Float, Cleave

Photo by Markus Spiske
Float, Cleave by Kathryn Nuernberger

Like most everything, the history of hot air balloons is a history of sex and tragic death. In response to a suggestion that “the desire to float passively upon the currents of the air represent[s] the female principle while the urge to cleave through them upon aggressive wings typifies the male,” L.T.C. Rolt, author of the seminal history The Aeronauts, insists, “The fact is that the floaters were the first to win the skies and it is with their victory that we are here concerned. It could not be claimed as a victory for feminism.” His tone is one of revulsion at the very suggestion a man’s gambit might take a woman’s form. “To be borne aloft for the first time by a frail envelope of paper or silk a man needed as much courage as a tower jumper.”


I try not to talk about being a woman because I don’t want to be defined that way. I try not to talk about religion or politics because I am at odds with the people where I live. I try not to talk about my opinions, because who cares. I try not to talk at all, but sometimes I find myself saying just anything. Did you know, I once told the men at the coffee shop who wring their hands over socialized medicine, that there have been times being a woman was so different from being a man it was easier to imagine yourself a drifting balloon than the man below trying to steer?


A well-known poet read at our university and one of her poems was a metaphor for the female orgasm as a bird beating its wings like a second heartbeat. I returned to my office to find one of the professors of the old guard waiting in the hallway to ask if this is, in fact, how the female orgasm feels. I had been a professor myself for less than two months at this point, so I changed the subject. He asked again, and I suggested he ask his wife. Not one to be put off, he said, “I’m not asking my wife. I’m asking you.”


He’s a jolly and affable man, and urgent curiosity about questions related to the pleasure of others is to be commended.  Nevertheless, I told him to leave my office and take his sexual harassment with him. I didn’t know what kind of person I was going to have to be then. I was wearing a new pair of dress slacks and never spoke of my still-nursing child who I sometimes could see in a fountain at the center of campus beside her father, who gave a little wave towards my window.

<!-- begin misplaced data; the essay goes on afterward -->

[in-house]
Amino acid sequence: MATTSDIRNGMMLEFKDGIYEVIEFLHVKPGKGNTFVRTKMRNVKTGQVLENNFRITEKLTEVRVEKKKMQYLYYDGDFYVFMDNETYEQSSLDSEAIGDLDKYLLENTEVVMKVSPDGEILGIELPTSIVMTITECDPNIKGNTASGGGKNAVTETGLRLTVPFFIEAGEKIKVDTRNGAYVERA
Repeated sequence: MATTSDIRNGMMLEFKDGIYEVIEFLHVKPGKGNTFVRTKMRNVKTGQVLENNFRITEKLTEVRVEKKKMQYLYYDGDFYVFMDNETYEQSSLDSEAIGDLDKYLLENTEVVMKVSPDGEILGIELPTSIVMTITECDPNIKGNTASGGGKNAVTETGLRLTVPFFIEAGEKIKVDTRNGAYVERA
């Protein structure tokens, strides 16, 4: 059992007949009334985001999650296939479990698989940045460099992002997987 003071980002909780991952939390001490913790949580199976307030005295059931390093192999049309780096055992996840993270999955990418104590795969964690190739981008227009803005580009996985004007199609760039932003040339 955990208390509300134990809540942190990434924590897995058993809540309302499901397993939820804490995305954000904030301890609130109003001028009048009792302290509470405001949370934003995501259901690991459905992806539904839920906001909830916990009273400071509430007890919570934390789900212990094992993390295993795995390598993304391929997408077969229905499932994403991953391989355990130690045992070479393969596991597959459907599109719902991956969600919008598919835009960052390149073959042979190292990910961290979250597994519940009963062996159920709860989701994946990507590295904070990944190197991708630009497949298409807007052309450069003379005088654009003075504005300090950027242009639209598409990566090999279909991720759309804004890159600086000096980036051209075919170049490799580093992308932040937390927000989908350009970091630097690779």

That night I was impatient for my daughter to go to bed, so I could ask my husband, “Can’t you feel it for yourselves? The bird pulsing to the nest?”


“I thought I was the bird.”


Tomorrow I will eat in the school cafeteria with this professor and my now kindergarten-aged daughter, who says he is her best friend. He will ask her difficult questions, like, “What is it like to be young?” “Well,” she’ll say, chewing her French fry like a cigar she’s been contemplating as the sun goes down, “Sometimes it can be exasperating to be five, but mostly it’s pretty good.”


Then we’ll talk over the child’s head for a while about his wife’s diagnosis, which he is right to worry about. Everyone in this little town we all share adores her for how she often appears at a convenient moment to pull her husband out of an intense conversation by his elbow. I’ve lived inside my careful silence so long, though, I prefer not to see him nudged away. When he told me about her prognosis, it was a secret. If she lived, there was still a lot the disease could take from her. Some things are harder to tell than that you are going to die, but some things are also hard to know alone.  I write the history of aeronauts instead.


When Benjamin Franklin’s gout got so bad it took four strong men to carry him into assembly, he made sketches for the patent office of a hydrogen-balloon-chair apparatus that would require only one man lightly steering. How can you not admire a person who thinks of air before wheels?


I wish I had told my friend that of course an orgasm is like a second heart beating a wing-flapping bird. That’s why the poem was so good. Even I didn’t know there was a bird in there, but now I feel it every time. I should have thanked him for asking.




Kathryn Nuernberger is the author of the lyric essay collection, Brief Interviews with the Romantic Past, which won the Non/Fiction Prize from OSU Press. Her poetry collections are The End of Pink (BOA, 2016) and Rag & Bone (Elixir, 2011). Recent work appears in 32 Poems, Crazyhorse, Field, Ninth Letter, Poetry International, and Willow Springs. She is an associate professor of Creative Writing at University of Central Missouri, where she also serves as the director of Pleiades Press.